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Pitching by the Numbers: Tier review

Michael Salfino
Yahoo Sports

Every week, we essentially rank by telling you who is over and underachieving in fantasy based on the more predictable stats that usually are the foundation of fantasy performance.

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Owners would be wise to pass on Justin Verlander at his current market rate. (USAT)

Winning pitching is the key to fantasy baseball. It’s the best way to make a profit on draft day. We all know who the good hitters are, so there is a convergence of opinion and thus price on them. You just have to accept that you’re going to have to pay retail for hitters. But with the exception of most of the top tier, there is significant divergence of opinion on pitchers, even among top fantasy baseball players. So me being right about the pitchers I like offers a profit potential that often is the difference between winning and losing.

With that in mind, here are pitcher rankings for your drafts, as you have made your demands clear for a rankings of sort, especially via Twitter (@michaelsalfino). But I hate numerical rankings. Nine times out of 10, choosing between the 19th and 20th starter is meaningless. The exception is when they are separated by a tier. These tiers are what’s important. Consider these players loosely grouped within a tier. The idea is to wait as long as you can to get the last guy in a tier. You never want to be the guy who picks the first one.

I’m mainly considering last year’s performance in strikeouts minus walks per inning pitched and isolated slugging allowed (slugging average minus batting average with anything .130 or under being good). But the former is weighted three-times more than the latter. That’s the “index” number you see here. But then I adjusted more subjectively for sample size, age, prior performance, expected future performance, etc. I almost never consider wins. Team environment is important of course. But even if you can project them (you can’t), it’s just one of the four categories we care about with starting pitching and the other three are more closely related.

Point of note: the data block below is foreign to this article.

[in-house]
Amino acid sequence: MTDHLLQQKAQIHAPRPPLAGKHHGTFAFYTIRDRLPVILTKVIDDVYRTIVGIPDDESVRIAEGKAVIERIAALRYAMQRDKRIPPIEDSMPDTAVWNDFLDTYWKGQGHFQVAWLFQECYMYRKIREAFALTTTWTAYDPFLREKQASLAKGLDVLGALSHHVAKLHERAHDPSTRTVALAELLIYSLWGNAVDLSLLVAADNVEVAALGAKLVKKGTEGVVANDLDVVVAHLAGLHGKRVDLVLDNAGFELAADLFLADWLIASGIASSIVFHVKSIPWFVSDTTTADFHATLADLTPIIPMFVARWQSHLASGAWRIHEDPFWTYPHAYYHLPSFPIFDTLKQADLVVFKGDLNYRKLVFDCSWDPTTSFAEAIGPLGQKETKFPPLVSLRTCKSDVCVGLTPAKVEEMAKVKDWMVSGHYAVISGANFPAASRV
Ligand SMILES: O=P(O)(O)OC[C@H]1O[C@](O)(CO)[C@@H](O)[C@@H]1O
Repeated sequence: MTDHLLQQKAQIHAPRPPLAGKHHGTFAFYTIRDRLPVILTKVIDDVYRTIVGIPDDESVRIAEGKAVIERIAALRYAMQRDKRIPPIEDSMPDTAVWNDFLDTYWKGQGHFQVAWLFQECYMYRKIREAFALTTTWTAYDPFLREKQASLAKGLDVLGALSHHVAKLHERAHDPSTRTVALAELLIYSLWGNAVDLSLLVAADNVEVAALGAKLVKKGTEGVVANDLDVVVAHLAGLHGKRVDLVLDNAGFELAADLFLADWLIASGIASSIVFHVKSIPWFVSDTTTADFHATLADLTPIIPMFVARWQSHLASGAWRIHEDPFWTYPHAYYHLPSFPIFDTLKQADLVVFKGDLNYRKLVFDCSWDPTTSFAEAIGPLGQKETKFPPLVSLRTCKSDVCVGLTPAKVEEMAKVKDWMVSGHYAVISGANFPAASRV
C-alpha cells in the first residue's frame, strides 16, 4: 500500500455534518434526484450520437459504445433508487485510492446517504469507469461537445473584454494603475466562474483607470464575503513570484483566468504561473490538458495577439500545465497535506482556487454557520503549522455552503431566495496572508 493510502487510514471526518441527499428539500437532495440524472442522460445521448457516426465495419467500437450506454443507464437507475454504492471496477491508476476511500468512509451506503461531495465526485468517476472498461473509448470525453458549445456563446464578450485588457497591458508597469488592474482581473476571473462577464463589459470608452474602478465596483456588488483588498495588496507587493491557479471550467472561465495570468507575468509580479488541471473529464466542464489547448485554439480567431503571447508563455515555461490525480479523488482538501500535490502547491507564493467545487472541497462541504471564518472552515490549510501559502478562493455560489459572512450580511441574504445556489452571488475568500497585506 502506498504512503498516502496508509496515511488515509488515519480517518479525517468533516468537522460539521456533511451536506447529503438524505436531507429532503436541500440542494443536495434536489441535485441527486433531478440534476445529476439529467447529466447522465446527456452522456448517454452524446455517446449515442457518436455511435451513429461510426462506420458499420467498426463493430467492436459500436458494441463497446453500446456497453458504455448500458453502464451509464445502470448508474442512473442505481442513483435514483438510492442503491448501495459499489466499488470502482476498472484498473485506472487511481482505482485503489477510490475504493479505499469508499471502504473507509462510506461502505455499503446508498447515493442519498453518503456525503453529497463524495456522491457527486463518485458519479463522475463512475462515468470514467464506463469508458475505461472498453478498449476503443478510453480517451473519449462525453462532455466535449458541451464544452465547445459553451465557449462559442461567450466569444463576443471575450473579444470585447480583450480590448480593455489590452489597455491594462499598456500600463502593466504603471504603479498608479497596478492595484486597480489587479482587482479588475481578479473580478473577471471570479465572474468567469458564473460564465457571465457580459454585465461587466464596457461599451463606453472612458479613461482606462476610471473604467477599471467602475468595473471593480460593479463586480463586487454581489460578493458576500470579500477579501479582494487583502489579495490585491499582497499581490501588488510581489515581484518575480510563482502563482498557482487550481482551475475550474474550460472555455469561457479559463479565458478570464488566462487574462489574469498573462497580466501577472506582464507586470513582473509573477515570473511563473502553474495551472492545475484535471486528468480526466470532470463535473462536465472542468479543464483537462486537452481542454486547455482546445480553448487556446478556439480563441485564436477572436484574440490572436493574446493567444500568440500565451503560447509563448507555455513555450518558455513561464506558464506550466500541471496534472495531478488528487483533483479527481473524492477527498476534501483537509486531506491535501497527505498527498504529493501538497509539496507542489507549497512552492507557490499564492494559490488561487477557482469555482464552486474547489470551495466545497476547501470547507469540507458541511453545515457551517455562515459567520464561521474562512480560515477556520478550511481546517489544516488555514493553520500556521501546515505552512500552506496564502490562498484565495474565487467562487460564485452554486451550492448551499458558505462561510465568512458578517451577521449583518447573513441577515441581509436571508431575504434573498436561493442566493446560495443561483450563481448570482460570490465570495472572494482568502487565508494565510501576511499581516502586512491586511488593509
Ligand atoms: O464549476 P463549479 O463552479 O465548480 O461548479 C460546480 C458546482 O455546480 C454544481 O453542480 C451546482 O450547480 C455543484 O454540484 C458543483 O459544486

One pitcher is in a tier of his own and should be the first hurler off the board in every draft.

[Baseball 2014 from Yahoo! Fantasy Sports: Join a league today!]

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This next group is more tightly grouped and is ordered not by where I would draft them but by their performance in our two key stats last year. NOTE: I’m not saying you should draft them in this order. If I had to, I’d take Yu Darvish but I never have to, so why not wait and get Chris Sale or really wait and get Anibal Sanchez?

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Basically we all like these first-tier guys, but few would lump them together and there’s your advantage. Again, take the last one, or two of the last one. Or just wait and get three of these second-tier guys:

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You had to have 50 innings pitched last year to get the stats necessary to chart in this model, while also getting most of your games as a starter. But Masahiro Tanaka would be in this group and I think he has Tier 1 upside (we did a whole column on him). Burnett could be first tier given how well he pitched in 2012, too. But there is a lot of disappointment in his history, no doubt. Is he a fundamentally different pitcher now (extreme ground ball)? I believe he is. But you can keep the Burnett pick in your pocket for a long, long time.

Salazar is someone that everyone is sort of loving but really not willing to pay the price. This is where home leagues are tougher than expert leagues. The experts don’t want to be seen as the chump who reaches even if they love the player. But civilians, for lack of a better word, are just taking the guys they like the most when they pick. Under those rules, I can’t tell you where I’d take Salazar (number one in our K-BB/IP stat). Seventh round? I’m not going to criticize that. But but try to wait until the 10th and then pounce.

Masterson is another guy who slides almost everywhere. The expert community is being dragged kicking and screaming to the Masterson table. But not me. I can’t even remember what I thought yesterday about a guy. I only care about tomorrow.